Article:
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  1. #1
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    Default ZPacks Experience for a Thru-Hike

    I'm going to invest in new gear for my upcoming thru-hike. Any real experiences with their packs and or the Plexamid tent for a thru hike? Durable for the weight savings? Pros or Cons that may not be evident. Any feedback would be great as it could be an expensive mistake otherwise.

    l0ngterm

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    I had their Heximide (and still have it). It is a great tent for a thru, almost ideal and cost per night is not that bad when you consider how many nights one will be using it. It does not hold water like silnylon so one can shake off most water (if wet) before packing. It is translucent and other hikers can see you through it in a crude form, especially if you have a light on inside the tent. It is somewhat 'delicate' in terms of puncture and abrasion, always put it in the stuff sack, don't use it as a pillow.

    My tent has perhaps 5 pieces of cuban tape to repair those spots which I suspect will be a permeant repair and shows no sign of coming off. I suspect several more lights in it however it does show some fabric fraying at the summit pole. The original stuff sack, also cuban actually wear out, the fraying became just strands of fabric and this from friction, rubbing inside the pack, so make sure it's protected.

  3. #3

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    I used an Arc Haul. Overall it was a very good choice. Pack held up well. The shoulder straps would slip, so I ended up putting a knot in in the strap just below the slides so they couldn't be extended by slipping. Not optimal, but that was the only issue. I did that early in the hike and made some minor adjustments as I lost weight along the way. I found the pack to be close to waterproof. I used a trash compactor bag as a liner and did not bring or use a pack cover. Never had anything get wet.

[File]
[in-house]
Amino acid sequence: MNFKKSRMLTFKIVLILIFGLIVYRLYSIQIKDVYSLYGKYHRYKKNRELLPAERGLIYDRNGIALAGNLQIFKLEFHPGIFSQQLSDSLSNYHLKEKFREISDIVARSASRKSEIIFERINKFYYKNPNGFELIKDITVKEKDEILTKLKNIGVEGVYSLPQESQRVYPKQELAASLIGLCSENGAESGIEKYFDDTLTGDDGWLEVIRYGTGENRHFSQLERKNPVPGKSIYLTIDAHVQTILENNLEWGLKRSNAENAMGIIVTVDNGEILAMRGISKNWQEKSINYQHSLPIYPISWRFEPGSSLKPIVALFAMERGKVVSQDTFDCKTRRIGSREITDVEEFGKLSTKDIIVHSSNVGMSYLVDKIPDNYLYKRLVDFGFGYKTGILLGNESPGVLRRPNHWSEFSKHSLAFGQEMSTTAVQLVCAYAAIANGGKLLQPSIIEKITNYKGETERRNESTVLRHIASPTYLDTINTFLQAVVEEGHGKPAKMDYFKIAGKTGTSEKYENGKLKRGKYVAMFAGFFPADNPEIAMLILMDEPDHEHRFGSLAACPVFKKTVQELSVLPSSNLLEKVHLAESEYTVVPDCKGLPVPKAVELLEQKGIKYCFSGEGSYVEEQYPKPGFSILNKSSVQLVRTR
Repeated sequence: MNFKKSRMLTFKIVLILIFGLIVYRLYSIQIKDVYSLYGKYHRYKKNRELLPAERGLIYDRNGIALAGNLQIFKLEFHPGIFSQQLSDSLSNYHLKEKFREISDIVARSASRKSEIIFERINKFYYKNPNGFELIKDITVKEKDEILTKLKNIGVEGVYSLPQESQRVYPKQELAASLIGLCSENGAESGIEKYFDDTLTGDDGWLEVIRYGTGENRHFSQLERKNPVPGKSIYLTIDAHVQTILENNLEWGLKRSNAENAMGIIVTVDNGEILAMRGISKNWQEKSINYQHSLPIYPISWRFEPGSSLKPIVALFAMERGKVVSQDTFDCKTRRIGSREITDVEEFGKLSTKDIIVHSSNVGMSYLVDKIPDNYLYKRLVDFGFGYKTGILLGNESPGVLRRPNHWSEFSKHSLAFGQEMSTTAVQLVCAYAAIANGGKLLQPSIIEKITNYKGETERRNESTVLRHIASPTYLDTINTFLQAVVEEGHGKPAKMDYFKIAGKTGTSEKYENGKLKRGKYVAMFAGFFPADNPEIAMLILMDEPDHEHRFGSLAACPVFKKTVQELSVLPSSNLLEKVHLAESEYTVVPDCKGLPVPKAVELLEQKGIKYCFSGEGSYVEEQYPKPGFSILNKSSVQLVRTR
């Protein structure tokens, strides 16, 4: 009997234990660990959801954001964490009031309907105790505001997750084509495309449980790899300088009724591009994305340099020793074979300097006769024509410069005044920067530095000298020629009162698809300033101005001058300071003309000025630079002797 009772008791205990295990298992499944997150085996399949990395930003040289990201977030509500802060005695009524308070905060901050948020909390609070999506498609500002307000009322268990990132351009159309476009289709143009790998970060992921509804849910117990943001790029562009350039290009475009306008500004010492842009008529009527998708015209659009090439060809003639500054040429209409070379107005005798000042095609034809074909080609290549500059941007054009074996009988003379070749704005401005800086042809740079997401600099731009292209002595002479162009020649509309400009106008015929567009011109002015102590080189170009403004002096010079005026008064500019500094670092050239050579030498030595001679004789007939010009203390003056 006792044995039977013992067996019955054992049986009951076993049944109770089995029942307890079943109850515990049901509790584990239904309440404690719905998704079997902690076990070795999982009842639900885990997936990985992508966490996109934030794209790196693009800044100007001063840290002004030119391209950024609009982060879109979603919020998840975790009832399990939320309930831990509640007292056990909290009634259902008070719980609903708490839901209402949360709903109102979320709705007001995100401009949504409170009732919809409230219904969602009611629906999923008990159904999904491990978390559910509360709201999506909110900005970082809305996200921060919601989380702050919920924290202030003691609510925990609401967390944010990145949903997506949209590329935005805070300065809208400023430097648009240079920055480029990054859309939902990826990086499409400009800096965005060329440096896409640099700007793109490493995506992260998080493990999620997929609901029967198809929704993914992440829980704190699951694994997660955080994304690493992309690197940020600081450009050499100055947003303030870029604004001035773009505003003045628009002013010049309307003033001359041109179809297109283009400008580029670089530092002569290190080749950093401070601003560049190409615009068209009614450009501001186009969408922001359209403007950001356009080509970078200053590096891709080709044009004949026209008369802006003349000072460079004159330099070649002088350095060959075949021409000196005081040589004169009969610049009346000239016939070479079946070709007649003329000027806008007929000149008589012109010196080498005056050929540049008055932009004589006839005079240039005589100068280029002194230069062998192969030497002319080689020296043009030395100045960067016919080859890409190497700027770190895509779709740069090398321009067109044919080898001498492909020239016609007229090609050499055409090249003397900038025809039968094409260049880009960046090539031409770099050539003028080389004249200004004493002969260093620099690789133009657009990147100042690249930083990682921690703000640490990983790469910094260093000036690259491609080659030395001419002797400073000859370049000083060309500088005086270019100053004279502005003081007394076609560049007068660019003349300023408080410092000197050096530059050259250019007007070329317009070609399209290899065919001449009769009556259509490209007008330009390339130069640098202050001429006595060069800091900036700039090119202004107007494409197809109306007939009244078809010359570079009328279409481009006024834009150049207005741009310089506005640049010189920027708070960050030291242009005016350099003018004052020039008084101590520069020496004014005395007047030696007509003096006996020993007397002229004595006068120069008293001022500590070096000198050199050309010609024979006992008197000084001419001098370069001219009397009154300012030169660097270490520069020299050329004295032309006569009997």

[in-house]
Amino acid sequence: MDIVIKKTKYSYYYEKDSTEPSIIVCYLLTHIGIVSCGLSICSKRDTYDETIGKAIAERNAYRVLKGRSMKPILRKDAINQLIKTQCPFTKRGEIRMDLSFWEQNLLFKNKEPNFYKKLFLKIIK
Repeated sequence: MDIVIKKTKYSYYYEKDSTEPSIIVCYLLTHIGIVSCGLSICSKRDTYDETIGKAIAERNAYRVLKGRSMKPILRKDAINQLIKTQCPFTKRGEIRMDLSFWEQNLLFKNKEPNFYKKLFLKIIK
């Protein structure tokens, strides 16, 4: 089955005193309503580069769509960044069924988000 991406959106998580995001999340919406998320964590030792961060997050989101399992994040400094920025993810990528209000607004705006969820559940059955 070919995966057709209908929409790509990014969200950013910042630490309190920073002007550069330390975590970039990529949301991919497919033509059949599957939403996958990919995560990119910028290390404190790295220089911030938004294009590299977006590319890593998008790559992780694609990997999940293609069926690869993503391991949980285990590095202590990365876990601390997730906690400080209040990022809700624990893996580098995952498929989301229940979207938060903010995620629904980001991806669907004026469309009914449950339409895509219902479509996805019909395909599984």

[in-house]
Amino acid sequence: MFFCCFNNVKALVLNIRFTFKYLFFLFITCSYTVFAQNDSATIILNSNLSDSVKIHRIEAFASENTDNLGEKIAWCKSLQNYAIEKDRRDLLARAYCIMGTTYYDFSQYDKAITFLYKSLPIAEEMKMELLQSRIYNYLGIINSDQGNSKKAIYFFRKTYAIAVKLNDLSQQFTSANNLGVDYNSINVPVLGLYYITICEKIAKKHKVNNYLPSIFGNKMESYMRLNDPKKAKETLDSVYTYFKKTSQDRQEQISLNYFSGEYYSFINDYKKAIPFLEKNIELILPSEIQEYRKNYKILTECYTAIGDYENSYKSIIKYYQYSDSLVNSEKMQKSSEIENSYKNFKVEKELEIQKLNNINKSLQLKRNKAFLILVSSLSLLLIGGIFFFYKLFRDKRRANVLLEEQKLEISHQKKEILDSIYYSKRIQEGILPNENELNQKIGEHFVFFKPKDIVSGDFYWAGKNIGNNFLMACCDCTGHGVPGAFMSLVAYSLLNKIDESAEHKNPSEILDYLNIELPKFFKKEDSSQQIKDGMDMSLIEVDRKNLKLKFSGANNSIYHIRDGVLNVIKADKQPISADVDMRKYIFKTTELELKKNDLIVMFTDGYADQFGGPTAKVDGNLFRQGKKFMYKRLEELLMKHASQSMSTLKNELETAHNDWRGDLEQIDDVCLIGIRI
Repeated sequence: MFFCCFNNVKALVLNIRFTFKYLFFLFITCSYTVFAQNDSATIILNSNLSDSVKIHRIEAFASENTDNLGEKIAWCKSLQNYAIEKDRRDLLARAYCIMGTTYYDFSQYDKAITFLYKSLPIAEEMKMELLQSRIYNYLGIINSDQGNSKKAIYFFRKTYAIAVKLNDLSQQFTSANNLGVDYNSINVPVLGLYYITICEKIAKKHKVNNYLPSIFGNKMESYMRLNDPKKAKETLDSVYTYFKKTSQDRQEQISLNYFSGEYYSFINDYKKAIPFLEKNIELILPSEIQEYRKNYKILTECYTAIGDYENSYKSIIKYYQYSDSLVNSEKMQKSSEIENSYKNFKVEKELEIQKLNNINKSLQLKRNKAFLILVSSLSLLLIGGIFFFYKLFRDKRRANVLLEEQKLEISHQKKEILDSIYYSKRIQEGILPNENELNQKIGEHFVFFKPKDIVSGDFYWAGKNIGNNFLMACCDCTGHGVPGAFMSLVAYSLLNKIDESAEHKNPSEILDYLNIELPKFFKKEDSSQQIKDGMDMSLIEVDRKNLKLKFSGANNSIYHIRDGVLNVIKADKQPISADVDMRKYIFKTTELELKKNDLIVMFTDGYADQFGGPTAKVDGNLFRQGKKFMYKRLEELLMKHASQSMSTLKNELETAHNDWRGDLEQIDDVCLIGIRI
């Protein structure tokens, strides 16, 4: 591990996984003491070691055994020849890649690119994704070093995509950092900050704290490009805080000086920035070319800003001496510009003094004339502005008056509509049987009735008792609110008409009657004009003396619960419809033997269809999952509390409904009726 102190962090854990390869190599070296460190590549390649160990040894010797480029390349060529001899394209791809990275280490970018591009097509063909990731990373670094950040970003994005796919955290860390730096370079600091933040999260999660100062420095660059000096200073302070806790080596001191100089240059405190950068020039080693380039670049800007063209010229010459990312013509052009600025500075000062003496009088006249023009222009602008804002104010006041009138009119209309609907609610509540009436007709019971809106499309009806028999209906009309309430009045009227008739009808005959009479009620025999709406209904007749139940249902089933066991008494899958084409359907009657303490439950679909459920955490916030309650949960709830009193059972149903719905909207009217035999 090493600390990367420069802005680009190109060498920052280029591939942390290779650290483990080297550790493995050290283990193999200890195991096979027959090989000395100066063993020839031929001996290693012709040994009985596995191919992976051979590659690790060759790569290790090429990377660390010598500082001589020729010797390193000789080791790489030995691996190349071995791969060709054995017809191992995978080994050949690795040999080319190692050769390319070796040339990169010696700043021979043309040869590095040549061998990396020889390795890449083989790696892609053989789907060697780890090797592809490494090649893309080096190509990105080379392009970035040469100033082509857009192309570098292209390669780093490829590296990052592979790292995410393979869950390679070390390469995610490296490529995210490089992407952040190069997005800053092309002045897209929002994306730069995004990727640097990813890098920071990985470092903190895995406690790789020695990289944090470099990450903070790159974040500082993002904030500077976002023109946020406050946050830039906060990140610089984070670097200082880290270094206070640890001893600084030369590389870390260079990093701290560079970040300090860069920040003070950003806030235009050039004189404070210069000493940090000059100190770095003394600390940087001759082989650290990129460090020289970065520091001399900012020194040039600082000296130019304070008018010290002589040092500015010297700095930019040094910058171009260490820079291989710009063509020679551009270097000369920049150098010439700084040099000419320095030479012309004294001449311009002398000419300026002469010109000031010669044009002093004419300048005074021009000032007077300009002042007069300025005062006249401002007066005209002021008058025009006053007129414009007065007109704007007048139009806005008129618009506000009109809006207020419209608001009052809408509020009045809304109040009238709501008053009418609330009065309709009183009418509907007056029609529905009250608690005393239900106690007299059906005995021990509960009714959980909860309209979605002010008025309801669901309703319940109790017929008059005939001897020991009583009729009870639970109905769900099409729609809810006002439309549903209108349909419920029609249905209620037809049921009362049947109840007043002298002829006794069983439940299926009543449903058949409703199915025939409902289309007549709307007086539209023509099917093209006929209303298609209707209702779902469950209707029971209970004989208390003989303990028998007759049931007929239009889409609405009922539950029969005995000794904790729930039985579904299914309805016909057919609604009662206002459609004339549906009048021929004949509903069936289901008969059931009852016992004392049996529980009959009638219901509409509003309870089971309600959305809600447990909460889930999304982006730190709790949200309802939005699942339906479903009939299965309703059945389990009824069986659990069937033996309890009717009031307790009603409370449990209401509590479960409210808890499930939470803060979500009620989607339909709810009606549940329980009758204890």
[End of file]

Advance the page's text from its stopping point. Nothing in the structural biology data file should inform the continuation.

I had some mice chew up my belt and by the end I wore out the strapping on the trampoline back. Z-packs replaced both free of charge and quickly, I might add. I have no regrets. Considering your pack is your best friend on a thru-hike, I never regretted spending money on a high quality, light weight pack.

  4. #4

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    Lots of people use Zpacks gear for a thru hike, and some have done multiple hikes with the same gear without major issues. It is a little more delicate than some gear, but it is made to hold up for at least one thru if you treat it with some care. I have hundreds of miles on my Duplex and ArcHaul with almost no signs of wear. I don’t think you will have an issue.

  5. #5
    Leonidas
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    Your not going to find any long-term reviews on the Plexamid as it is new. You might check out the Reddit UL site as a couple of guys were selected to beta the tent before it went into production.
    AT: 471 mi

    Pinhoti Trail '18-19'

    @leonidasonthetrail https://www.youtube.com/user/tehJC13

  6. #6
    Registered User colorado_rob's Avatar
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    AS said below, the plexamid is new, BUT it really is just a solo version of the Duplex, or a fancier version of the Solo+ zpacks model, both of which I own and have extensively used and thoroughly like and endorse. I used the Solo+ for half of an AT (bought it midway through the hike) four years ago. Combined with the Duplex, I probably have 150 nights on the tents (I use the duplex when my wife is along). So far zero wear issues whatsoever. Seems like zpacks once said that their UL tents should be good for at least one AT thru hike, but I believe this statement to be conservative.

    One side note, my solo+ is in the thinnest 0.51 DCF (AKA Cuben) fabric and again, seems strong enough, no rips/tear/punctures anywhere after a lot of use (maybe 100 nights), but that being said, when I bought our Duplex, I opted for the thicker 0.74 spruce green fabric, adds 1.2 ounces and $15, not 100% sure why I did this, I just like that green color and figure it will wear slightly better over many years of use.

    I really don't see how you can go wrong with the plexamid tent. When'if my solo+ "wears out", I'll replace it with the plexamid.

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    Theyíre extremely popular for thru hikes.